MADDEN: Well, I think Cruz right now is in the best position if you look at some of these -- some of the polls that we're seeing. One of the big challenges that Marco Rubio has in Florida is that Donald Trump is so well known there, he has a home there. He is well established in the state.

But Jason is right. I think Marco Rubio can win Florida. I think for a lot of these candidates, I mean, all of three of them that we're talking about with regard to their home state, you know, it is -- the time has passed to be managing expectations. They have to either meet or exceed expectations right now given the level of momentum that we see Donald Trump has because of his three wins in the first four contests.

LEMON: OK. Here is someone we don't hear from very often on the campaign trail, and that is Melania Trump. She was interviewed on MSNBC this morning.


MIKA BRZEZINSKI, MSNBC HOST: In what areas do you advise him?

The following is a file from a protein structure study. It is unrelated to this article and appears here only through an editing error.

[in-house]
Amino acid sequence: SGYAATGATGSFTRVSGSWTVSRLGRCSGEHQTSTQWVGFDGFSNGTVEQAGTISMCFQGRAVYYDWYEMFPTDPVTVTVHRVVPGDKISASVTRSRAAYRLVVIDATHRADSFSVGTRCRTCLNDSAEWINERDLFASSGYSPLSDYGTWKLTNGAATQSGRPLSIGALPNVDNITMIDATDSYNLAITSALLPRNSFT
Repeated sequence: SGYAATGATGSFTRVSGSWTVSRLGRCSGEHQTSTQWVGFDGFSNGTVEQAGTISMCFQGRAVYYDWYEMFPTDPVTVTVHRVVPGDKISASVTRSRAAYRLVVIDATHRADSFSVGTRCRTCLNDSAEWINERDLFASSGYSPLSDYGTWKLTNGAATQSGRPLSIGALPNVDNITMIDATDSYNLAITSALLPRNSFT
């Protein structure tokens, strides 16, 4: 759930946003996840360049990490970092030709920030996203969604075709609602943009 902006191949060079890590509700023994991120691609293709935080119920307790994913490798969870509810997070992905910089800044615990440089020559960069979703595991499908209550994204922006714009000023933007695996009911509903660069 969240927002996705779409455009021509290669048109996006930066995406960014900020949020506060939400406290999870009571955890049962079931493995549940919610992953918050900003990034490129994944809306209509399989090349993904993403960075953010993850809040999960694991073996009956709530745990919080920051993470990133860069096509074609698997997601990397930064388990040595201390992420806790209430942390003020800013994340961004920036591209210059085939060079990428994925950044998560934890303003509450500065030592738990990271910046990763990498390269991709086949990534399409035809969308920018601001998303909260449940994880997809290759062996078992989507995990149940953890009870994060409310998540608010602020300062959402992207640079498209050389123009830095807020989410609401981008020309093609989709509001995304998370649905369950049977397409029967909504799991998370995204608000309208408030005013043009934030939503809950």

MELANIA TRUMP, DONALD TRUMP'S WIFE: I follow the news from a to z. And I know what's going on. I'm on the phone with my husband few times a day. He calls me. I call him. I tell him what's going on, he's on the road and I give him my opinions.


LEMON: So, Kayleigh, do you think Melania Trump is going to be an asset to her husband's campaign as we start to see more of her out in the trail? MCENANY: No doubt about it. You know, they say every -- behind strong

man is a strong woman. And I think we saw that today for sure in this MSNBC interview. You know, Melania Trump she speaks five languages, she is very articulate, she is very intelligent.

And beyond that, I think she's very likable. She's done a ton of philanthropic work for breast cancer and other organizations. You know, I think she's a strong asset. And I really like seeing the closeness in their relationship. It reminds me kind of Michelle Obama and Barack Obama. They have a really strong relationship. And I think that they have a similar scenario that we see from Donald Trump and his wife. And I think Michelle was an asset to Barack, and likewise, I think Melania will be an asset to Donald.

LEMON: Kellyanne, do you think she's going to be an asset?

CONWAY: Absolutely.

LEMON: You do.

CONWAY: I think Melania Trump is a tremendous asset to her husband in his campaign. People forget, she's an entrepreneurial success in her own right. And I would just add to -- add to this conversation that for candidates to have his family, in this case the wife and the children that are all in is incredibly important.